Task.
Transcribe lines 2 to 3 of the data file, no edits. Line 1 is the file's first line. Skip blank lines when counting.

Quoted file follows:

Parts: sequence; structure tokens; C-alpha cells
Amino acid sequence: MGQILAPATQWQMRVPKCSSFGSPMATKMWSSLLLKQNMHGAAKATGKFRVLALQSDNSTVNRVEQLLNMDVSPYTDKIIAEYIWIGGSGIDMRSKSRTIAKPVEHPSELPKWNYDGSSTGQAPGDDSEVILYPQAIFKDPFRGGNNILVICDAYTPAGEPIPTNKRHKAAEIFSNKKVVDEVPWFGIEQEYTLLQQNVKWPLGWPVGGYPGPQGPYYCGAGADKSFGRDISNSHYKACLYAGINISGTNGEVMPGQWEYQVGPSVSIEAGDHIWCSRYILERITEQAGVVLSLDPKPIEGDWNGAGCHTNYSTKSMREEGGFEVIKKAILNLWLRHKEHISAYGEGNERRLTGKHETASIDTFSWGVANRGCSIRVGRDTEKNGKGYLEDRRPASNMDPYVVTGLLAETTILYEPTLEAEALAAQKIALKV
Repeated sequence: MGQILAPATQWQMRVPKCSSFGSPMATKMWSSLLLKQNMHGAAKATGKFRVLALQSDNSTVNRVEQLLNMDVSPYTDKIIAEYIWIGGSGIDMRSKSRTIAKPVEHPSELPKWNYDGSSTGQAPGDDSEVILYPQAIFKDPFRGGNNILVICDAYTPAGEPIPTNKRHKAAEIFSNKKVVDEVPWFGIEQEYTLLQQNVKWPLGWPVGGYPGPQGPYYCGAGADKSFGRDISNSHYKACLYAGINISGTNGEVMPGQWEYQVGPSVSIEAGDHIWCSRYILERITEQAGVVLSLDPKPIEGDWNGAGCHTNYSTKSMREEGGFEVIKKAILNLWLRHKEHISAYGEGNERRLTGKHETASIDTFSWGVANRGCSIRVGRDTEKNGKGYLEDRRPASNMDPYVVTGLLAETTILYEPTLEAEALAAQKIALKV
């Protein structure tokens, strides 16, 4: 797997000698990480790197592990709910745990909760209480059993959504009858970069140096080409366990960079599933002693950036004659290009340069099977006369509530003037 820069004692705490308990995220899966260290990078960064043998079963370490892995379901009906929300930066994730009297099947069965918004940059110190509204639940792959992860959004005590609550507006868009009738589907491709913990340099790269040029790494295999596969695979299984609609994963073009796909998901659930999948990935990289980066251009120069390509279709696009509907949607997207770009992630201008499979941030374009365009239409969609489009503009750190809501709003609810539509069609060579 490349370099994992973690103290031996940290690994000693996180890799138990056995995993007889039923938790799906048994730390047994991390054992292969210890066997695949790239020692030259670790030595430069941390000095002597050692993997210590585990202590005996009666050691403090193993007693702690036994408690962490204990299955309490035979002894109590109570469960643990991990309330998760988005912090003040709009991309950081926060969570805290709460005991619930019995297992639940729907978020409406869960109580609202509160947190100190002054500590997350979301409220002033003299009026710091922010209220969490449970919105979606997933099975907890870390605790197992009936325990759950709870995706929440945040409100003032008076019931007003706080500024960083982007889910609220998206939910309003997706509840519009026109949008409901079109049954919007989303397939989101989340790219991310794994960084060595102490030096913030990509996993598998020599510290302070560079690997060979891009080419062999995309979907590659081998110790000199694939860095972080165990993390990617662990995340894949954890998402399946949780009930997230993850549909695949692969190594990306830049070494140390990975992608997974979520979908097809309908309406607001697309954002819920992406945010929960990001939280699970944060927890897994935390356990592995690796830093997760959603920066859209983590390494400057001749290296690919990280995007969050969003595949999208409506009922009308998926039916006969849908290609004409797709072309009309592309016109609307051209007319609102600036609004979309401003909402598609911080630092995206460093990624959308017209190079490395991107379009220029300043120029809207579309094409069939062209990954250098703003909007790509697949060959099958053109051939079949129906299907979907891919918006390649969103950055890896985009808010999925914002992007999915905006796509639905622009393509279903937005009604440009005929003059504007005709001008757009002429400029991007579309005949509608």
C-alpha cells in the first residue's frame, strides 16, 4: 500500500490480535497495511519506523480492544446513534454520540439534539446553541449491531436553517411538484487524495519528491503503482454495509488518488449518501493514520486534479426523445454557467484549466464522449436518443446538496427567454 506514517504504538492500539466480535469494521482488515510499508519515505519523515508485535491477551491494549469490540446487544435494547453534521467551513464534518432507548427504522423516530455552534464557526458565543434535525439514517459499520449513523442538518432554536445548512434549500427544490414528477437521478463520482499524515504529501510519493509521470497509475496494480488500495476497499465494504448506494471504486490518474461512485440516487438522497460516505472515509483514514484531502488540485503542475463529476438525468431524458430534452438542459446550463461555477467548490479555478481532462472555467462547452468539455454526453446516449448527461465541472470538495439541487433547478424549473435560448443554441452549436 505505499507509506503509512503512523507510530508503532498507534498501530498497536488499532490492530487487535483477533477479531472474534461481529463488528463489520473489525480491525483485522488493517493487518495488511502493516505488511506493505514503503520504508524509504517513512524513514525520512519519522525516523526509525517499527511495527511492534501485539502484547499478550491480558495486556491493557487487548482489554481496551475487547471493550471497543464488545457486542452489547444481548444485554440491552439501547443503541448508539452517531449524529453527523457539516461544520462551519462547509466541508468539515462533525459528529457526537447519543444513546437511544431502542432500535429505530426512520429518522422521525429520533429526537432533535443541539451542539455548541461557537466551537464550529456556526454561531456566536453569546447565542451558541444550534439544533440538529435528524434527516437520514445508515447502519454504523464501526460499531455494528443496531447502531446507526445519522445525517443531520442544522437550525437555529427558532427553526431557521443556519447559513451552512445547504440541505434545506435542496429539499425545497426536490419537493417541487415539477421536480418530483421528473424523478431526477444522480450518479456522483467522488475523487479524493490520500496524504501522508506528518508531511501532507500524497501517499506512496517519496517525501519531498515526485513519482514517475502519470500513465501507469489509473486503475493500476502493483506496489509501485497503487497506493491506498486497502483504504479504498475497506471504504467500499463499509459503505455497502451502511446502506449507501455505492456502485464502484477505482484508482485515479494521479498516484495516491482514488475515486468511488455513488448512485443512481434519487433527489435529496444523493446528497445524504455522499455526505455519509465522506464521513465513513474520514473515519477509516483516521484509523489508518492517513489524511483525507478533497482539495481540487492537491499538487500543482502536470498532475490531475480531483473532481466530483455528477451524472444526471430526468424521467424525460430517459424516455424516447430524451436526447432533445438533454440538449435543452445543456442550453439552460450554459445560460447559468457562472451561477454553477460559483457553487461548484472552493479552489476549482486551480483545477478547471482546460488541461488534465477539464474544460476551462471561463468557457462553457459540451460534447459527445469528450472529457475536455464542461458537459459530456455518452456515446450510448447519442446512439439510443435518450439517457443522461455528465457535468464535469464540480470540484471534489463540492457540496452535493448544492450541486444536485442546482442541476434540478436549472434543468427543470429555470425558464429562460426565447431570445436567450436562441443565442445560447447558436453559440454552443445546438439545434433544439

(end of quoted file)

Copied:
Amino acid sequence: MGQILAPATQWQMRVPKCSSFGSPMATKMWSSLLLKQNMHGAAKATGKFRVLALQSDNSTVNRVEQLLNMDVSPYTDKIIAEYIWIGGSGIDMRSKSRTIAKPVEHPSELPKWNYDGSSTGQAPGDDSEVILYPQAIFKDPFRGGNNILVICDAYTPAGEPIPTNKRHKAAEIFSNKKVVDEVPWFGIEQEYTLLQQNVKWPLGWPVGGYPGPQGPYYCGAGADKSFGRDISNSHYKACLYAGINISGTNGEVMPGQWEYQVGPSVSIEAGDHIWCSRYILERITEQAGVVLSLDPKPIEGDWNGAGCHTNYSTKSMREEGGFEVIKKAILNLWLRHKEHISAYGEGNERRLTGKHETASIDTFSWGVANRGCSIRVGRDTEKNGKGYLEDRRPASNMDPYVVTGLLAETTILYEPTLEAEALAAQKIALKV
Repeated sequence: MGQILAPATQWQMRVPKCSSFGSPMATKMWSSLLLKQNMHGAAKATGKFRVLALQSDNSTVNRVEQLLNMDVSPYTDKIIAEYIWIGGSGIDMRSKSRTIAKPVEHPSELPKWNYDGSSTGQAPGDDSEVILYPQAIFKDPFRGGNNILVICDAYTPAGEPIPTNKRHKAAEIFSNKKVVDEVPWFGIEQEYTLLQQNVKWPLGWPVGGYPGPQGPYYCGAGADKSFGRDISNSHYKACLYAGINISGTNGEVMPGQWEYQVGPSVSIEAGDHIWCSRYILERITEQAGVVLSLDPKPIEGDWNGAGCHTNYSTKSMREEGGFEVIKKAILNLWLRHKEHISAYGEGNERRLTGKHETASIDTFSWGVANRGCSIRVGRDTEKNGKGYLEDRRPASNMDPYVVTGLLAETTILYEPTLEAEALAAQKIALKV